The Senate amendment to H.R. 3773 bars covered civil actions in a federal or state court and requires that such an action must be dismissed promptly if the Attorney General or above certifies to the court that the assistance alleged to have been provided by the electronic communication service provider was in connection with an intelligence activity involving communications that was authorized by the President during the period beginning on September 11, 2001, and ending on January 17, 2007; and designed to detect or prevent a terrorist attack, or activities in preparation for a terrorist attack, against the United States; and described in a written request or directive from the Attorney General or the head of an element of the intelligence community (or the deputy of such person) to the electronic communication service provider indicating that the activity was authorized by the President and determined to be lawful. A covered civil action in federal or state court would also be barred and should be dismissed promptly if the Attorney General certifies to the court that the electronic communication service provider did not provide the alleged assistance. The Attorney General's certification would be subject to judicial review under an abuse of discretion standard. If the Attorney General files a declaration under 28 U.S.C. § 1746 that disclosure of a certification made under subsection 202(a) of the bill would harm United States national security, the court shall review the certification in camera and ex parte, and limit public disclosure concerning such certification, including any public order following such ex parte review, to a statement that the conditions of subsection 202(a) of the bill have been met, without disclosing the subparagraph of subsection 202(a)(1) that is the basis for the certification. The authorities of the Attorney General under section 202 are to be performed by the Attorney General, or the Acting Attorney General, or a designee in a position not lower than the Deputy Attorney General.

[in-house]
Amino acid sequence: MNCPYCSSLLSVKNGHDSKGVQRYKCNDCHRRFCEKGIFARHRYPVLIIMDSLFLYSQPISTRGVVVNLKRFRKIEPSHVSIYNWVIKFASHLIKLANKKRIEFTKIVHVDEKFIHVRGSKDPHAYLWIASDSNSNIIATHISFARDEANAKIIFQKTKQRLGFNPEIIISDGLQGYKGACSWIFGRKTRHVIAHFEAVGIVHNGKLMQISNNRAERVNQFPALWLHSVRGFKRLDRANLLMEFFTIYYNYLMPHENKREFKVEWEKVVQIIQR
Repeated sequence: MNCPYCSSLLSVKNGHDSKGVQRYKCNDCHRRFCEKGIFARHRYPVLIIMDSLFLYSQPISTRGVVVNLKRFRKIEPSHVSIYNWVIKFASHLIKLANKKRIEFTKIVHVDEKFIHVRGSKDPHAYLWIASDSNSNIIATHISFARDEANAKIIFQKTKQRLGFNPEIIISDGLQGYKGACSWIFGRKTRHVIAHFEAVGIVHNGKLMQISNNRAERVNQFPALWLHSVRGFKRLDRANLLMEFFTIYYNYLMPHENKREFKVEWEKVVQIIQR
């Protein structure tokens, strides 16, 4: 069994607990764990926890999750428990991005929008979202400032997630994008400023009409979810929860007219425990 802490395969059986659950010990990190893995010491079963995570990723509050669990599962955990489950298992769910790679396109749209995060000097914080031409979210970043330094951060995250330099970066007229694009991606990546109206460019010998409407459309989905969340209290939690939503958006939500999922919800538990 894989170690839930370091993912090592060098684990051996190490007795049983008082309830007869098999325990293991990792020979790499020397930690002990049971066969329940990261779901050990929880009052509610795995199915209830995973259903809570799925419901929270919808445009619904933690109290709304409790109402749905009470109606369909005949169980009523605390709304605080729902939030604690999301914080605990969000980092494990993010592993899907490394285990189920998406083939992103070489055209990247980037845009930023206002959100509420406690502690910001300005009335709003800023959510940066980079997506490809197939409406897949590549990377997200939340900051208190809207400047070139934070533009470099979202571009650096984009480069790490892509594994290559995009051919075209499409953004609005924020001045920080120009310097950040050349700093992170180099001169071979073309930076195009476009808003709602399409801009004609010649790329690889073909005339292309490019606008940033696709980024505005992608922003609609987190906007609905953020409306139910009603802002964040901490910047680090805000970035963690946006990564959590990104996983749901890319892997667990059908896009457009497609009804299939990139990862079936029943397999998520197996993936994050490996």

The House-passed amendment to the Senate Amendment took a different approach. Proposed section 802, in part, provides authority for the government to intervene in any covered civil action. Any party may submit to the court evidence, briefs, arguments, or other information on any matter with respect to which a state secrets privilege has been asserted. The section also authorizes the court to review any such submissions in accordance with procedures set forth in section 106(f) of FISA; and permits the court, on motion of the Attorney General, to take additional steps to protect classified information. The court, to the extent practicable and consistent with national security would be permitted to request any party to present briefs and arguments on any legal question the court finds raised by such submission, regardless of whether that party has access to the submission. Under new subsection 802(e) of FISA, for any covered civil action alleging that a person provided assistance to an element of the intelligence community pursuant to a request or directive during the period from September 11, 2001 through January 17, 2007, the Attorney General would be required to provide to the court any request or directive related to the allegations under the procedures set forth in new subsection 802(b).